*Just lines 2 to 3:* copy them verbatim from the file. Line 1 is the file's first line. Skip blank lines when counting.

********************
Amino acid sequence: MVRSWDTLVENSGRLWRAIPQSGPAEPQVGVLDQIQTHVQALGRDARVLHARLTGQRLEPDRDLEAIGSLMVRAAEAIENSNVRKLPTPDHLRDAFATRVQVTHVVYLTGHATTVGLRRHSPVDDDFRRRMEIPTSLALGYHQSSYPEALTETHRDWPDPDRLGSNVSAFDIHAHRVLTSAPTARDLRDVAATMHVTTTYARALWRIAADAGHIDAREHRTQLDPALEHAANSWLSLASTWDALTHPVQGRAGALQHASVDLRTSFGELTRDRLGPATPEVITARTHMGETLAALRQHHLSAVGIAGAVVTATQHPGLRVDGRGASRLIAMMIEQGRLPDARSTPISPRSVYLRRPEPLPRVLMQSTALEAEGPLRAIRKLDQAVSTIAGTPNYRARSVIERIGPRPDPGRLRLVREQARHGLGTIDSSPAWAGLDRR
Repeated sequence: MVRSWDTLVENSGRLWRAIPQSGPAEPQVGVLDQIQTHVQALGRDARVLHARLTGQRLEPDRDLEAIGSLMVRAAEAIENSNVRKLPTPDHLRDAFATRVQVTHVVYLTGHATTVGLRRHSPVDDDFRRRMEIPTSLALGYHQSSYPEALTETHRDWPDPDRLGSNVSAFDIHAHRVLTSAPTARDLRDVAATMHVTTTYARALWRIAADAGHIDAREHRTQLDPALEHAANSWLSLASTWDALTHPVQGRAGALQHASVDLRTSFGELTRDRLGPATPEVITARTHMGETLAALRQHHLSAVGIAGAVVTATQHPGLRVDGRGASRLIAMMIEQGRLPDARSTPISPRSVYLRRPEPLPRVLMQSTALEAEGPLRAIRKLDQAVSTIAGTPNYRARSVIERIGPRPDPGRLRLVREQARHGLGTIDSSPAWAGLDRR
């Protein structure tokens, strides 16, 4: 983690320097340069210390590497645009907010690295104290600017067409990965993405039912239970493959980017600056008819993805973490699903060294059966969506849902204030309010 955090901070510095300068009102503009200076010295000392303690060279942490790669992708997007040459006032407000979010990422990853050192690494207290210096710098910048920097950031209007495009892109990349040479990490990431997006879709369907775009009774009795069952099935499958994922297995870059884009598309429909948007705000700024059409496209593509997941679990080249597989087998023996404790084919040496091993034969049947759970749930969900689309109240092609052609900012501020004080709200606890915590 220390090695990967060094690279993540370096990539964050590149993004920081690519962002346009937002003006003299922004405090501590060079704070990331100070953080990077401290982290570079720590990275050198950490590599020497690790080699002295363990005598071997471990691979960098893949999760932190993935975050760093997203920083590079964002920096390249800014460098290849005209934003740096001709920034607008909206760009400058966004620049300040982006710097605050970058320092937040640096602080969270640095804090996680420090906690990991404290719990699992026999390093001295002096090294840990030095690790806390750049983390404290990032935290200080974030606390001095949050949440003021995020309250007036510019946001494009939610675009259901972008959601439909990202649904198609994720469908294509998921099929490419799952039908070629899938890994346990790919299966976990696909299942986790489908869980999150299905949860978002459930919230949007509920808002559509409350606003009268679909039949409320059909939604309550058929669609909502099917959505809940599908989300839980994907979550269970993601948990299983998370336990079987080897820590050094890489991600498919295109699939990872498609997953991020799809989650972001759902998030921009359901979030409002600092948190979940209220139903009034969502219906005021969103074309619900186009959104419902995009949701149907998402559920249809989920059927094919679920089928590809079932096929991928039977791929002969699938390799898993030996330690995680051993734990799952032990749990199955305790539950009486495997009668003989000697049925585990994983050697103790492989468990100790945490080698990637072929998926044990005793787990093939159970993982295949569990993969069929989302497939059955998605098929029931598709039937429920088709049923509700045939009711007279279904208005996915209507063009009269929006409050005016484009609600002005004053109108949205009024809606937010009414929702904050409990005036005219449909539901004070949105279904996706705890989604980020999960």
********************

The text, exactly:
Repeated sequence: MVRSWDTLVENSGRLWRAIPQSGPAEPQVGVLDQIQTHVQALGRDARVLHARLTGQRLEPDRDLEAIGSLMVRAAEAIENSNVRKLPTPDHLRDAFATRVQVTHVVYLTGHATTVGLRRHSPVDDDFRRRMEIPTSLALGYHQSSYPEALTETHRDWPDPDRLGSNVSAFDIHAHRVLTSAPTARDLRDVAATMHVTTTYARALWRIAADAGHIDAREHRTQLDPALEHAANSWLSLASTWDALTHPVQGRAGALQHASVDLRTSFGELTRDRLGPATPEVITARTHMGETLAALRQHHLSAVGIAGAVVTATQHPGLRVDGRGASRLIAMMIEQGRLPDARSTPISPRSVYLRRPEPLPRVLMQSTALEAEGPLRAIRKLDQAVSTIAGTPNYRARSVIERIGPRPDPGRLRLVREQARHGLGTIDSSPAWAGLDRR
């Protein structure tokens, strides 16, 4: 983690320097340069210390590497645009907010690295104290600017067409990965993405039912239970493959980017600056008819993805973490699903060294059966969506849902204030309010 955090901070510095300068009102503009200076010295000392303690060279942490790669992708997007040459006032407000979010990422990853050192690494207290210096710098910048920097950031209007495009892109990349040479990490990431997006879709369907775009009774009795069952099935499958994922297995870059884009598309429909948007705000700024059409496209593509997941679990080249597989087998023996404790084919040496091993034969049947759970749930969900689309109240092609052609900012501020004080709200606890915590 220390090695990967060094690279993540370096990539964050590149993004920081690519962002346009937002003006003299922004405090501590060079704070990331100070953080990077401290982290570079720590990275050198950490590599020497690790080699002295363990005598071997471990691979960098893949999760932190993935975050760093997203920083590079964002920096390249800014460098290849005209934003740096001709920034607008909206760009400058966004620049300040982006710097605050970058320092937040640096602080969270640095804090996680420090906690990991404290719990699992026999390093001295002096090294840990030095690790806390750049983390404290990032935290200080974030606390001095949050949440003021995020309250007036510019946001494009939610675009259901972008959601439909990202649904198609994720469908294509998921099929490419799952039908070629899938890994346990790919299966976990696909299942986790489908869980999150299905949860978002459930919230949007509920808002559509409350606003009268679909039949409320059909939604309550058929669609909502099917959505809940599908989300839980994907979550269970993601948990299983998370336990079987080897820590050094890489991600498919295109699939990872498609997953991020799809989650972001759902998030921009359901979030409002600092948190979940209220139903009034969502219906005021969103074309619900186009959104419902995009949701149907998402559920249809989920059927094919679920089928590809079932096929991928039977791929002969699938390799898993030996330690995680051993734990799952032990749990199955305790539950009486495997009668003989000697049925585990994983050697103790492989468990100790945490080698990637072929998926044990005793787990093939159970993982295949569990993969069929989302497939059955998605098929029931598709039937429920088709049923509700045939009711007279279904208005996915209507063009009269929006409050005016484009609600002005004053109108949205009024809606937010009414929702904050409990005036005219449909539901004070949105279904996706705890989604980020999960």